It took 72 years for women to get the right to vote in this country. Will it take that long to build a museum on the National Mall exploring and celebrating the contributions of American women?
I certainly hope not!
The effort to build a National Women's History Museum on the National Mall in Washington, D.C. is now in its 18th year...and the first step -- an easy one -- hangs in the balance over the next few weeks -- actually days.
The National Women's History Museum organization is asking Congress for something simple: The formation of a commission to investigate the feasibility of a national women's history museum on or adjacent to the National Mall.
This is the same process that other important museums (including the National Museum of African American History and Culture, scheduled to open next year, and the National Museum of the American Latino, which is still in the planning stage) have gone through in recent years. Again, all we are asking for is a COMMISSION to investigate the FEASIBILITY of a women's history museum in our nation's capital. Furthermore, this commission would be funded PRIVATELY and would cost American taxpayers NOTHING.
(Sorry about all of the CAPITALIZED key words -- as you can see, I feel very strongly about this!)
This request doesn't seem like a lot to ask. The House of Representatives has already passed the legislation, 383 to 33. But despite support from all of the women of the Senate, the companion legislation has been held up by two Senators.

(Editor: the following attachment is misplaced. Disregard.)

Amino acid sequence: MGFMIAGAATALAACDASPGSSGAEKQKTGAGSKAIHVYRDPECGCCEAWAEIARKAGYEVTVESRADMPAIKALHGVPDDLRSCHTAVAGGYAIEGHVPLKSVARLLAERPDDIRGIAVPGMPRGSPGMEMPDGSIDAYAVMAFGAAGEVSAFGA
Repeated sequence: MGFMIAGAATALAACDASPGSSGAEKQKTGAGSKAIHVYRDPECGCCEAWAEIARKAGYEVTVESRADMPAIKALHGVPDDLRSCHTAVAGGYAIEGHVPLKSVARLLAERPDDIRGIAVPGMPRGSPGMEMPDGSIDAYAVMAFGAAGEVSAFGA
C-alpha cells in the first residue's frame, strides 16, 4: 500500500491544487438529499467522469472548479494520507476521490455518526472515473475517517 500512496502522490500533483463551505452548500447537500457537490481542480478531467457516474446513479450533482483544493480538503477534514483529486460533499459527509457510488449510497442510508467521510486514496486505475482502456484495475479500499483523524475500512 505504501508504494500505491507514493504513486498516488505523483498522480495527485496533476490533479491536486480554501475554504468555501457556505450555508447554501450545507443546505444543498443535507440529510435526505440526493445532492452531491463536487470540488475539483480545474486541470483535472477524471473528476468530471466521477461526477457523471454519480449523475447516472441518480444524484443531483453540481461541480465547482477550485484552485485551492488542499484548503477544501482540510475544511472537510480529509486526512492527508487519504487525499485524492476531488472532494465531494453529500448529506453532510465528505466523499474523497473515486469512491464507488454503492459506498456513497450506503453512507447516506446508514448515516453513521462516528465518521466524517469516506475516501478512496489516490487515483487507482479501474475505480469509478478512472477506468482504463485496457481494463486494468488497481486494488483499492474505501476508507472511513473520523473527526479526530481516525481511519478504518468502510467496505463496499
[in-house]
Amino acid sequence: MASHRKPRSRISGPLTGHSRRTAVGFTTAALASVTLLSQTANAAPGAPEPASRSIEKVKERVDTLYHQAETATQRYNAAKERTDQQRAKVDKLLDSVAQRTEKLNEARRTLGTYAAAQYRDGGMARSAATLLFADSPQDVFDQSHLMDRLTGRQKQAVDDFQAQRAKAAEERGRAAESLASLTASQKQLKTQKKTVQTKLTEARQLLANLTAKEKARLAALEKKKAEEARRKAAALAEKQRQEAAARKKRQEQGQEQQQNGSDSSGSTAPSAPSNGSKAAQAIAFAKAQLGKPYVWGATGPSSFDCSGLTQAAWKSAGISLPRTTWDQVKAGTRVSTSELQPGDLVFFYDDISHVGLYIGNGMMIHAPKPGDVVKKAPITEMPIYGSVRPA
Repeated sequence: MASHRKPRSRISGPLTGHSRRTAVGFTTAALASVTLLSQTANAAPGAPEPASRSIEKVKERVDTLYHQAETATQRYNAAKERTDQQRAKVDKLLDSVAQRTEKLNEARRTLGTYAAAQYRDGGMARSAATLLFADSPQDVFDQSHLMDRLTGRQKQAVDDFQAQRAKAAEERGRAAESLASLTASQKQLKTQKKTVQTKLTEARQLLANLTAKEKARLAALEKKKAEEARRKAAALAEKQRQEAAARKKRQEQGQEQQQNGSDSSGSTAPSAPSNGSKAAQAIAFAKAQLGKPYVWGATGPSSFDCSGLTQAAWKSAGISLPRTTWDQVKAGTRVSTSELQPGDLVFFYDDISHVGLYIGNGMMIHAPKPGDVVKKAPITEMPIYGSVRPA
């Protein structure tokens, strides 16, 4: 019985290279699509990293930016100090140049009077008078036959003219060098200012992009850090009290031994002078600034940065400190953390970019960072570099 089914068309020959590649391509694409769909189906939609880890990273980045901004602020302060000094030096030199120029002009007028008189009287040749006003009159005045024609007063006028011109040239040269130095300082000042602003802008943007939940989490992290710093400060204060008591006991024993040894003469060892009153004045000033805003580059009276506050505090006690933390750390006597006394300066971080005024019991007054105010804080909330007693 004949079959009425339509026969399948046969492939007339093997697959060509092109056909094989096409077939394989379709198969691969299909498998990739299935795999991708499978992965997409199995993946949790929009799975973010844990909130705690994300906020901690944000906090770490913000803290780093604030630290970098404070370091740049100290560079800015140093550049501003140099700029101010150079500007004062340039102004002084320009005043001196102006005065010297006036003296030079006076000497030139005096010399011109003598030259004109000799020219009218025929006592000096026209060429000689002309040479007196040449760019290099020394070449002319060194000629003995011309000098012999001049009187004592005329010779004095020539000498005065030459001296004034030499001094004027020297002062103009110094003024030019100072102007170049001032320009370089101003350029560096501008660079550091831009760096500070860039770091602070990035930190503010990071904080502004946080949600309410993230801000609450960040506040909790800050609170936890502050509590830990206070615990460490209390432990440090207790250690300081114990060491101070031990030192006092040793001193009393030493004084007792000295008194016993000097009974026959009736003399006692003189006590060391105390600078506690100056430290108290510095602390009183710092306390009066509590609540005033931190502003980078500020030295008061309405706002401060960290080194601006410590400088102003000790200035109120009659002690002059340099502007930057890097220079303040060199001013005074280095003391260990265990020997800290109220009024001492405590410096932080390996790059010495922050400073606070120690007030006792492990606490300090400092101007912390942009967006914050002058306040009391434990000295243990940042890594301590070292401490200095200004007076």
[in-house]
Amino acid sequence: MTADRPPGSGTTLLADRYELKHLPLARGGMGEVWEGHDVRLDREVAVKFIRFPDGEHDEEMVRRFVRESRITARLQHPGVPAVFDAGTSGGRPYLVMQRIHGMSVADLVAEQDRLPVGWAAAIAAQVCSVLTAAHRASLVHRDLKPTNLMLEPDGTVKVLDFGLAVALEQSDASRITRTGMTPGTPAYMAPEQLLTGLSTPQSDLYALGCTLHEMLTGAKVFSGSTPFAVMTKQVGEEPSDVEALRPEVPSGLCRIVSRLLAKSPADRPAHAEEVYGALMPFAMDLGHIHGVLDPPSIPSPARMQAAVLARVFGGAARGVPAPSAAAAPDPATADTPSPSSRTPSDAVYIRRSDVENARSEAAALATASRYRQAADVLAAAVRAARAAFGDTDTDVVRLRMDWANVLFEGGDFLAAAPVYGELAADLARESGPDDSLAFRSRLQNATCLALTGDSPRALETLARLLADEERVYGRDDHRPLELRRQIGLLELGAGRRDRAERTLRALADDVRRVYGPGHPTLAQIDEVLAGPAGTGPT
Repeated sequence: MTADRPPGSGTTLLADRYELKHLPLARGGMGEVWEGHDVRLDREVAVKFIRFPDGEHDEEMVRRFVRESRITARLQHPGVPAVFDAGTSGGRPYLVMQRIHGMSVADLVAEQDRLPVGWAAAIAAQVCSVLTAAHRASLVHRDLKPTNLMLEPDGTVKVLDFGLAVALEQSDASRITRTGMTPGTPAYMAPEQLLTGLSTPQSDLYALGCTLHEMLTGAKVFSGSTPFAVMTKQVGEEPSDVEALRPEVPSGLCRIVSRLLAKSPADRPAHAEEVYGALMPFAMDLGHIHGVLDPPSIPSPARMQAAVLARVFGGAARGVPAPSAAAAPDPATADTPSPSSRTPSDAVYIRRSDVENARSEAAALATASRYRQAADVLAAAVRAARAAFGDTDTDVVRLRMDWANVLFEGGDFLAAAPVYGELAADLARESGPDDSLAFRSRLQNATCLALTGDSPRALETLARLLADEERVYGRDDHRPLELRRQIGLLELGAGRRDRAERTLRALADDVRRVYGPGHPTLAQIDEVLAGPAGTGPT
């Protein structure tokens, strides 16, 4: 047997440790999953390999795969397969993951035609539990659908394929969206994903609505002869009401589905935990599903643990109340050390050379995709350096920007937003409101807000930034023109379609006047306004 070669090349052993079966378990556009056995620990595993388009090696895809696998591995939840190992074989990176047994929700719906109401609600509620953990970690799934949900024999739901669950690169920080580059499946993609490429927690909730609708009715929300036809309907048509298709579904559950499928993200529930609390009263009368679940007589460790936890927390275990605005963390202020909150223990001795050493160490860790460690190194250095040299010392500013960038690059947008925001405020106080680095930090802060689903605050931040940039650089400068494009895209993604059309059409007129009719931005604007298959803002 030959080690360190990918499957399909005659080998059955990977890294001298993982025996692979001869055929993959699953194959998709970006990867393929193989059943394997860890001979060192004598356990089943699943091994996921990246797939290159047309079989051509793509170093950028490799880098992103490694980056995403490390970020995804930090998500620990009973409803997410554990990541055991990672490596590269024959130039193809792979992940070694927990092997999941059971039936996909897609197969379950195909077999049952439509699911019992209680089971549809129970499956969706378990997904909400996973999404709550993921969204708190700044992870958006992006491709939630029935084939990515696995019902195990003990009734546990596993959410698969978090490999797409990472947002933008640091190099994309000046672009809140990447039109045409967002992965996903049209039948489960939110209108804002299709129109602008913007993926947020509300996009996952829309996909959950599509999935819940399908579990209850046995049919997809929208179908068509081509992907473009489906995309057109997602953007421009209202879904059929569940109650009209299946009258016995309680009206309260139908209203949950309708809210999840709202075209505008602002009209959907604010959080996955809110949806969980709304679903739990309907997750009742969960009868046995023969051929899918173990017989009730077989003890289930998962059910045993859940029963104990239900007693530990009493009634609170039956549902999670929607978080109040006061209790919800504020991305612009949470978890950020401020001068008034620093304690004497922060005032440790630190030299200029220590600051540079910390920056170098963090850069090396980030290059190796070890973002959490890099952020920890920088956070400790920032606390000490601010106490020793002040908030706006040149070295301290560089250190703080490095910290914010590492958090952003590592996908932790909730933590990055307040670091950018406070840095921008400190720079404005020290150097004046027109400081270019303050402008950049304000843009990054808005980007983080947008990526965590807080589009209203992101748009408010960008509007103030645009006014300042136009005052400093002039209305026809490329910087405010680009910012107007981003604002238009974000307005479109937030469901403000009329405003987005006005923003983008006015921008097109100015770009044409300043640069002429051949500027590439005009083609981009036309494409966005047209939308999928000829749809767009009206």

The argument is that this Museum will ultimately cost the taxpayers money. Not so! The plan has always been for the Museum to be privately funded, and the legislation for the commission mandates that it be funded privately in perpetuity. If this is suspicious or impractical, let the commission report that finding. (And P.S., I currently serve on the Museum's board as its Treasurer, so I know what we've said!)
Some say that the Museum is going to have a viewpoint that is too liberal...others say too conservative...others say not academic enough. You be the judge...just take a look at the Museum's current website. The intent of the Museum is to represent and reflect the accomplishments of all women, as the website does now. So why not let the commission report its findings and viewpoint?
The commission's role is critical because the effort needs Congressional approval to gain necessary space at the National Mall, which the Museum may then pay for. The history of 51 percent of the country's population is basically unknown, and our country needs the best efforts of everyone, men and women, to flourish in these complex times. History inspires us for the future -- providing role models and vision.
I am hopeful that a decade from now we'll look back and say, why did it take so long?